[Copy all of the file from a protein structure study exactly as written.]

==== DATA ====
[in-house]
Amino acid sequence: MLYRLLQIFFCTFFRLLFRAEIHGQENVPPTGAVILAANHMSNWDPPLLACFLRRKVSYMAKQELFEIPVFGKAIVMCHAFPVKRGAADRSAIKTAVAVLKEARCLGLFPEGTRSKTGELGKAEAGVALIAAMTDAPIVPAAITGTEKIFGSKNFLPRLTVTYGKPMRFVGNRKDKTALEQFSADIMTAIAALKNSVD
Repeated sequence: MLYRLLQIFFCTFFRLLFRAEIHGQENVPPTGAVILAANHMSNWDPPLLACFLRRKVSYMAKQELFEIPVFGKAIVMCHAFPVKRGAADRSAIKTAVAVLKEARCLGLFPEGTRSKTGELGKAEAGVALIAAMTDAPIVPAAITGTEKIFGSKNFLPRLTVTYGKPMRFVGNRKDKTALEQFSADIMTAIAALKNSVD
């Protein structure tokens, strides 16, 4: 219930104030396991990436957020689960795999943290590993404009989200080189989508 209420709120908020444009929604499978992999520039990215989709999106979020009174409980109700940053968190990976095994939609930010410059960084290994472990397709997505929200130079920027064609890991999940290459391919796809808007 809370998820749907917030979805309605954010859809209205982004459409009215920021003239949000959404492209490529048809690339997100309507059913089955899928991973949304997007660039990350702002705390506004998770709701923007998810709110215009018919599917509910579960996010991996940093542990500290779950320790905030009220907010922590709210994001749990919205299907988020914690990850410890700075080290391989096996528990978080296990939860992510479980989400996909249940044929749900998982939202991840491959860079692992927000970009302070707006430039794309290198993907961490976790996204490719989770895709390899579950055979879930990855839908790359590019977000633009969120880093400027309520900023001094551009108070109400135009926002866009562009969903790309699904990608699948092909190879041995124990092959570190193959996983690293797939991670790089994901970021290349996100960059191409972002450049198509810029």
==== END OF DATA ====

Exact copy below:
[in-house]
Amino acid sequence: MLYRLLQIFFCTFFRLLFRAEIHGQENVPPTGAVILAANHMSNWDPPLLACFLRRKVSYMAKQELFEIPVFGKAIVMCHAFPVKRGAADRSAIKTAVAVLKEARCLGLFPEGTRSKTGELGKAEAGVALIAAMTDAPIVPAAITGTEKIFGSKNFLPRLTVTYGKPMRFVGNRKDKTALEQFSADIMTAIAALKNSVD
Repeated sequence: MLYRLLQIFFCTFFRLLFRAEIHGQENVPPTGAVILAANHMSNWDPPLLACFLRRKVSYMAKQELFEIPVFGKAIVMCHAFPVKRGAADRSAIKTAVAVLKEARCLGLFPEGTRSKTGELGKAEAGVALIAAMTDAPIVPAAITGTEKIFGSKNFLPRLTVTYGKPMRFVGNRKDKTALEQFSADIMTAIAALKNSVD
């Protein structure tokens, strides 16, 4: 219930104030396991990436957020689960795999943290590993404009989200080189989508 209420709120908020444009929604499978992999520039990215989709999106979020009174409980109700940053968190990976095994939609930010410059960084290994472990397709997505929200130079920027064609890991999940290459391919796809808007 809370998820749907917030979805309605954010859809209205982004459409009215920021003239949000959404492209490529048809690339997100309507059913089955899928991973949304997007660039990350702002705390506004998770709701923007998810709110215009018919599917509910579960996010991996940093542990500290779950320790905030009220907010922590709210994001749990919205299907988020914690990850410890700075080290391989096996528990978080296990939860992510479980989400996909249940044929749900998982939202991840491959860079692992927000970009302070707006430039794309290198993907961490976790996204490719989770895709390899579950055979879930990855839908790359590019977000633009969120880093400027309520900023001094551009108070109400135009926002866009562009969903790309699904990608699948092909190879041995124990092959570190193959996983690293797939991670790089994901970021290349996100960059191409972002450049198509810029």